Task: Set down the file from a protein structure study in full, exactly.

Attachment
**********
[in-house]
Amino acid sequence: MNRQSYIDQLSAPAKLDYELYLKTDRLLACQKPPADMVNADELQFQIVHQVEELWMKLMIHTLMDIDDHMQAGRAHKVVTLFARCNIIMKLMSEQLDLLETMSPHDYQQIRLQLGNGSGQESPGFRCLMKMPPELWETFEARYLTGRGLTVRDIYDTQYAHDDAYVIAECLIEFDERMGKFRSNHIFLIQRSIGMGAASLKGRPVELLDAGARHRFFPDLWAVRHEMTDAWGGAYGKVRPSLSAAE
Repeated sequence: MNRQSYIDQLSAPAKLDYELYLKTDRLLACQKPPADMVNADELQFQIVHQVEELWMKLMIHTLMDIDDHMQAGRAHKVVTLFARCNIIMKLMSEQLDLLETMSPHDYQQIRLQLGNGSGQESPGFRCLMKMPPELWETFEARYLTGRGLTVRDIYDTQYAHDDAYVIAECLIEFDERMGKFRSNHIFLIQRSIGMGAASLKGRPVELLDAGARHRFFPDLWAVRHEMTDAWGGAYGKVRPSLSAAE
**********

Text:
[in-house]
Amino acid sequence: MNRQSYIDQLSAPAKLDYELYLKTDRLLACQKPPADMVNADELQFQIVHQVEELWMKLMIHTLMDIDDHMQAGRAHKVVTLFARCNIIMKLMSEQLDLLETMSPHDYQQIRLQLGNGSGQESPGFRCLMKMPPELWETFEARYLTGRGLTVRDIYDTQYAHDDAYVIAECLIEFDERMGKFRSNHIFLIQRSIGMGAASLKGRPVELLDAGARHRFFPDLWAVRHEMTDAWGGAYGKVRPSLSAAE
Repeated sequence: MNRQSYIDQLSAPAKLDYELYLKTDRLLACQKPPADMVNADELQFQIVHQVEELWMKLMIHTLMDIDDHMQAGRAHKVVTLFARCNIIMKLMSEQLDLLETMSPHDYQQIRLQLGNGSGQESPGFRCLMKMPPELWETFEARYLTGRGLTVRDIYDTQYAHDDAYVIAECLIEFDERMGKFRSNHIFLIQRSIGMGAASLKGRPVELLDAGARHRFFPDLWAVRHEMTDAWGGAYGKVRPSLSAAE